World Cup 2014: 5 Most Controversial Moments from Quarter-Final Games
With the semi-final lineup at this summer’s FIFA World Cup now decided, we take a look back at the five most controversial moments from the clashes that took place on Friday and Saturday at Brazil 2014.
However, in the end, only two of the quarter-final ties produced any controversy, including these debatable incidents that took place in both Fortaleza and Salvador.
Why Was the Book Not Thrown at Fernandinho?
It was not so much a moment—more a series of moments (four of them to be precise) involving Brazil holding midfielder Fernandinho, who spent the vast majority of Friday night’s quarter-final with Colombia hacking down his opponents in Fortaleza.
Clearly the Manchester City water-carrier had been sent out onto the pitch at the Estadio Castelao with clear instructions from Selecao coach Luiz Felipe Scolari to disrupt the flow of Colombia’s quick-footed attacking players, chiefly playmaker James Rodriguez.
And boy, did Fernandinho not disappoint. The 29-year-old committed four rugged fouls during his 90-minute shift out of a total of 31 that the five-time world champions dished out as a team in what was a most un-Brazilian-like display from the host nation.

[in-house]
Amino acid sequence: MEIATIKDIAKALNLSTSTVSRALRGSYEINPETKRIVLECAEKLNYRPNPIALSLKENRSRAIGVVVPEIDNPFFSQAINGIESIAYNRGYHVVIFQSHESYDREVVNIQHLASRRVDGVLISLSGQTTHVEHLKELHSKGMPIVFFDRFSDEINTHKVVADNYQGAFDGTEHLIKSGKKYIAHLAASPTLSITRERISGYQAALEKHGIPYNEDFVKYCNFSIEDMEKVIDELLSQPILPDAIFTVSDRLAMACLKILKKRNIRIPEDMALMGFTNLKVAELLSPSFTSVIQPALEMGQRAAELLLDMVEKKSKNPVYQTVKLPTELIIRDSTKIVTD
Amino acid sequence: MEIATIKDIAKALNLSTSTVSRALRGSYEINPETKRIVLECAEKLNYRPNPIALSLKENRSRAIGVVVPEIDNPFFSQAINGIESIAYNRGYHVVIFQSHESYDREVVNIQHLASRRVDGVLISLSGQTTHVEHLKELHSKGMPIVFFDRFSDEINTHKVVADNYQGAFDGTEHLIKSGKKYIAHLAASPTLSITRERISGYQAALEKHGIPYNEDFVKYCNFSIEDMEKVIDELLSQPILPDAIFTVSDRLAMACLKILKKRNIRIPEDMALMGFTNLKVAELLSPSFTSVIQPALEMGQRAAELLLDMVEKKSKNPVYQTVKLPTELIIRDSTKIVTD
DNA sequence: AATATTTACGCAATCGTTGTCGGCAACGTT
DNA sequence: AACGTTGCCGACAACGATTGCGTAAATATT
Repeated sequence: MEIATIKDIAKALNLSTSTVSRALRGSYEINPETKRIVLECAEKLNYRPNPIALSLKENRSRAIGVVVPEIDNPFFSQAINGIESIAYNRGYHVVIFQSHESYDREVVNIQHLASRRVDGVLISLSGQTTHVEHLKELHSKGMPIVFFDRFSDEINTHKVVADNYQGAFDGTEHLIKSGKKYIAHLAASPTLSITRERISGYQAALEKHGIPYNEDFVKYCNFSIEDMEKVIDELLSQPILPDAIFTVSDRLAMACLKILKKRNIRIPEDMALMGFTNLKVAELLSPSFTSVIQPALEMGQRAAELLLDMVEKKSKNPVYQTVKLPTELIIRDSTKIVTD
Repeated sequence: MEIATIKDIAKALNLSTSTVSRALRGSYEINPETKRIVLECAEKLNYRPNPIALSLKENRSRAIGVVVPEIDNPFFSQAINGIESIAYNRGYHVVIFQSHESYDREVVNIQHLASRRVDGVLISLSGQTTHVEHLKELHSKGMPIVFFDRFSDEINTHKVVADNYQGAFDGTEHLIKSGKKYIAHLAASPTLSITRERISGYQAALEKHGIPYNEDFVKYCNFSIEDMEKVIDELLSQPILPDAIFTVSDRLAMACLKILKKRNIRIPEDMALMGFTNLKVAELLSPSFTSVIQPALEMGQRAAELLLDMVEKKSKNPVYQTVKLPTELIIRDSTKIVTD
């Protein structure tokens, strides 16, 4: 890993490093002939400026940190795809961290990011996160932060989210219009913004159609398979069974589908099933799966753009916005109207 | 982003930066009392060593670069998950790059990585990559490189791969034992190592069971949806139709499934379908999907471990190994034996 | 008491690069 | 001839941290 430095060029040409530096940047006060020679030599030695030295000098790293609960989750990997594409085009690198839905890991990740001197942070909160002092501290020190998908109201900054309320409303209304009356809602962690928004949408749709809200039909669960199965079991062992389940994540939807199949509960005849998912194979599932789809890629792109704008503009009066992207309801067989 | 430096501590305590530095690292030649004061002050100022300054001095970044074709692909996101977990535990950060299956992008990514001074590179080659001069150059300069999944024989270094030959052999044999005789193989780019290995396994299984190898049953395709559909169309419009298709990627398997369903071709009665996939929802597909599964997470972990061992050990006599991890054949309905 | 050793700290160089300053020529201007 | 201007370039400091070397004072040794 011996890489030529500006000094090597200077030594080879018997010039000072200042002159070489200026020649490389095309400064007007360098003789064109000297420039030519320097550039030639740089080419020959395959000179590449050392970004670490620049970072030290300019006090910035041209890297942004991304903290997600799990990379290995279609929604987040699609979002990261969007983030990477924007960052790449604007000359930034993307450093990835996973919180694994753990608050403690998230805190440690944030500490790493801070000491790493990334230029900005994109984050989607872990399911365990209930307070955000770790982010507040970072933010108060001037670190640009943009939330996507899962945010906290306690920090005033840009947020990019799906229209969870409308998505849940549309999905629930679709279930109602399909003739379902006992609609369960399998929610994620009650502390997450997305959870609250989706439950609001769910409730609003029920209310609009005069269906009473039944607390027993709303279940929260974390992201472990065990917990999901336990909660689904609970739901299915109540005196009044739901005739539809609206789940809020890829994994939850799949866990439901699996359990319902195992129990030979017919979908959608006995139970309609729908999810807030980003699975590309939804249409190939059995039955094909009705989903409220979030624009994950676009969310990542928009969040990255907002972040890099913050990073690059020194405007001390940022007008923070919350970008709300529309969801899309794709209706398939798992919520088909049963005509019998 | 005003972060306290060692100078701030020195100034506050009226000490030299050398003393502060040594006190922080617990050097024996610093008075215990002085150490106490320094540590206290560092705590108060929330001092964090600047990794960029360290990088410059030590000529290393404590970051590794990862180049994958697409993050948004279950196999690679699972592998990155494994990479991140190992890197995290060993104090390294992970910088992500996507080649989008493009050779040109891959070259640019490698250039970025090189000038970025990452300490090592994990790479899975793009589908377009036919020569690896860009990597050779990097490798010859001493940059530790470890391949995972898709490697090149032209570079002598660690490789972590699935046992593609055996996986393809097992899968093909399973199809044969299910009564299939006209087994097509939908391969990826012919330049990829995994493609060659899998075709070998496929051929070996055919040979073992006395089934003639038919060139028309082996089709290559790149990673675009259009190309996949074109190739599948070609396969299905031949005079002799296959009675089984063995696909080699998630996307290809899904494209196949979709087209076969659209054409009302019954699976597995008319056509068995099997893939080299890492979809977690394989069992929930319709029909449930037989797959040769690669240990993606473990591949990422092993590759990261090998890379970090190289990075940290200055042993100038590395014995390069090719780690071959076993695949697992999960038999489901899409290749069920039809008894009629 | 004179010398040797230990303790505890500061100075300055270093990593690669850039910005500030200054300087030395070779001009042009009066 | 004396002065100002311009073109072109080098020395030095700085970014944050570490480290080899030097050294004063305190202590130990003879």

However, the really controversial aspect of this whole episode was that referee Carlos Carballo, who so infuriated Colombia throughout with his performance, decided not to book Fernandinho for some reason. As a result, the defensive midfielder has now made 10 fouls in Brazil’s previous two ties without somehow being cautioned.
Yet when Rodriguez made his first foul of the match to bring down Hulk midway through the second half and give away the free-kick from which David Luiz scored his sensational winning goal, the Spanish official needed no hesitation whatsoever in issuing the star of the World Cup with a yellow card.
Is fernandinho not allowed to get booked in this world cup?— Philip Neville (@fizzer18) July 4, 2014
Ref Justice for Colombia After Cesar Finds Himself in a Spot of Bother
When Colombia substitute Carlos Bacca was hacked down in the area by Brazil goalkeeper Julio Cesar with only 10 minutes remaining in Friday evening’s absorbing World Cup last-eight clash in Fortaleza, time suddenly stood still just for a moment as all eyes immediately switched to the man in the middle.
Not even the most one-eyed of Selecao fans amongst the 60,342 at the Estadio Castelao could deny that it was a penalty kick to Los Cafeteros; however, of more pressing concern to the home supporters was the colour of the card that referee Carlos Carballo was about to produce from his pocket.